But on Monday, House Speaker Nancy Pelosi let it be known that she may push to increase those thresholds so the surtax would only affect individuals making at least $500,000 and couples making $1 million or more.
"It narrows the number of people who would be affected. I think it probably goes a long way in protecting the small businesses we were concerned about and it puts more pressure on our House colleagues who are writing the bill to identify more in savings." Rep. Gerry Connolly, D-Va., told CNN.
The Senate Finance Committee had been heavily focused on taxing a portion of the health benefits that workers currently receive as tax-free income from their employers. But that idea has run into political headwinds.
Whether a benefits tax of some kind ends up in the final package is still anyone's guess. If it does, however, not everyone would have to pay it.
That's because a benefits tax can be set up so that it only targets a certain group of people -- for example, those with very expensive health insurance plans, or high earners with expensive plans.
It's also possible a benefits tax would not be included at all. Another idea reportedly under consideration is a tax on insurers and employers that offer expensive or "Cadillac" plans. Of course, if that happens, it is possible the cost of the tax would be passed along to workers in the form of higher premiums.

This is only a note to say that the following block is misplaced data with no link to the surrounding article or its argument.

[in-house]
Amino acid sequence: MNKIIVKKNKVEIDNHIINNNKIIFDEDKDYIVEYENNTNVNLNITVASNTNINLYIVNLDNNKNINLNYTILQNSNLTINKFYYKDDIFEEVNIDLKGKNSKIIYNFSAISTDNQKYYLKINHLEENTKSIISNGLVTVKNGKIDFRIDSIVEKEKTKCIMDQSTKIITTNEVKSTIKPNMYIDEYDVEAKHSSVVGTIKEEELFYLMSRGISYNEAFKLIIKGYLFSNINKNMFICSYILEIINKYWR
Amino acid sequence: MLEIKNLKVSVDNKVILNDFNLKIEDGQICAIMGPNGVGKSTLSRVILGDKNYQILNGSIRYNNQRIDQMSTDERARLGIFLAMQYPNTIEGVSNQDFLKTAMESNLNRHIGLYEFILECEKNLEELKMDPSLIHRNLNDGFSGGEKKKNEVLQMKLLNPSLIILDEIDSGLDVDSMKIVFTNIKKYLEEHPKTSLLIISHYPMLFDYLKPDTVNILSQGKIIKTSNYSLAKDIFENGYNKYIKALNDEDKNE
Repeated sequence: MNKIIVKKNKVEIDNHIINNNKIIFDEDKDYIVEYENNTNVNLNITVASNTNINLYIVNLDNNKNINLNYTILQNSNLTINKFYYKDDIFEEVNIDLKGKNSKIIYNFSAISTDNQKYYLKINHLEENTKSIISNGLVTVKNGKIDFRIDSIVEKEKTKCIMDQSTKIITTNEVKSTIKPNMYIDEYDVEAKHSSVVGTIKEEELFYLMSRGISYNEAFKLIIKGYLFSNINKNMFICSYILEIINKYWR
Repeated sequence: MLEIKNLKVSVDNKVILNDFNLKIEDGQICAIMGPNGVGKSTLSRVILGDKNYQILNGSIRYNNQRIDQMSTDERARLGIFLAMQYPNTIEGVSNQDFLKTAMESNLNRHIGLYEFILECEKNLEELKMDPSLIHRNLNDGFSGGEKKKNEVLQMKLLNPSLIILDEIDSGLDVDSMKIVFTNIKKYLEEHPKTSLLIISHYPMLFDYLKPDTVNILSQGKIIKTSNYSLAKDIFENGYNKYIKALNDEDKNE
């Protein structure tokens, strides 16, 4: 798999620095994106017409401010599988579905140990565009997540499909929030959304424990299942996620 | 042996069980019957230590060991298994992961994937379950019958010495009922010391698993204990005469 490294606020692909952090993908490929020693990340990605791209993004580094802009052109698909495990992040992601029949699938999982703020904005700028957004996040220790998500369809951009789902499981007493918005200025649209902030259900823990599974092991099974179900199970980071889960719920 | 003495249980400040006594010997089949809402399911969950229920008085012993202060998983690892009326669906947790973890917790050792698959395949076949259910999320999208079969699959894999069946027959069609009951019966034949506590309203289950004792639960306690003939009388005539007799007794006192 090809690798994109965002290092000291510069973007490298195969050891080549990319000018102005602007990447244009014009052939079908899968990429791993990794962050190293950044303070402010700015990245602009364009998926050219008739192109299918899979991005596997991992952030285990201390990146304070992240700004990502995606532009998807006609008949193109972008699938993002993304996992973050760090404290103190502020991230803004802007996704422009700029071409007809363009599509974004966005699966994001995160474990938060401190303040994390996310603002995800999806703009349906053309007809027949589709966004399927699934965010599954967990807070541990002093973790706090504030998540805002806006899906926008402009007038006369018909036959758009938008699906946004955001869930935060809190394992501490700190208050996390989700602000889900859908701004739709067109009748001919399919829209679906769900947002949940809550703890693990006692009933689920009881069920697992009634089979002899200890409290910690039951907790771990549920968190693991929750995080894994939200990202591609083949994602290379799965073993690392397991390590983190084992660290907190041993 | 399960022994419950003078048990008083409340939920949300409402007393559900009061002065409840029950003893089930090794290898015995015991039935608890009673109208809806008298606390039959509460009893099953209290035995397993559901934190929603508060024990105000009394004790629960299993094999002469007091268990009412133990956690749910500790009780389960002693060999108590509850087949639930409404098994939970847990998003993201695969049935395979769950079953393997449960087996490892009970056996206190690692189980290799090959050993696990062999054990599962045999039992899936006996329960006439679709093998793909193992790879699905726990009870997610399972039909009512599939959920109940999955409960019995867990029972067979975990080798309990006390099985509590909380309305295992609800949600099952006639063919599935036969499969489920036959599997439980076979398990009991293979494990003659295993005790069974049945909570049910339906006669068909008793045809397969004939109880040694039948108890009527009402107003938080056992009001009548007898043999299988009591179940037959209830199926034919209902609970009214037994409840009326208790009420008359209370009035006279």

Likely to see lower costs: The people most likely to see a decrease in what they pay for health insurance are those who currently buy policies on their own, Elmendorf said.
That group could see their costs go down for three reasons: the creation of an insurance exchange; the additional competition from a public plan; and guarantees that insurers could not refuse coverage to anyone with a pre-existing condition, he noted.
If their income qualifies them for a federal subsidy, consumers who currently buy insurance on their own could see their costs go down considerably from where they are today. Under the House bill a family of three making up to $73,240 this year could qualify for some subsidy.
May get help from an employer: The CBO estimates that under the House bill roughly 3 million people could be added to the rolls of those with employer-sponsored insurance. That's because the bill would require companies either provide workers with coverage or pay into the health insurance exchange to subsidize the cost of their policies.
May get help from the government: Those who are uninsured may get a subsidy from Uncle Sam if their income qualifies. Or they may qualify for Medicaid since both the House and Senate bills would expand eligibility for the program -- under the proposals, eligibility would be extended to those with income up to 150% of poverty level in the Senate health committee bill and up to 133% in the House bill.
Will be required to have insurance: Both bills would mandate that most individuals be insured or pay a penalty. The CBO estimates the House bill would reduce the number of uninsured by more than 68% within 10 years.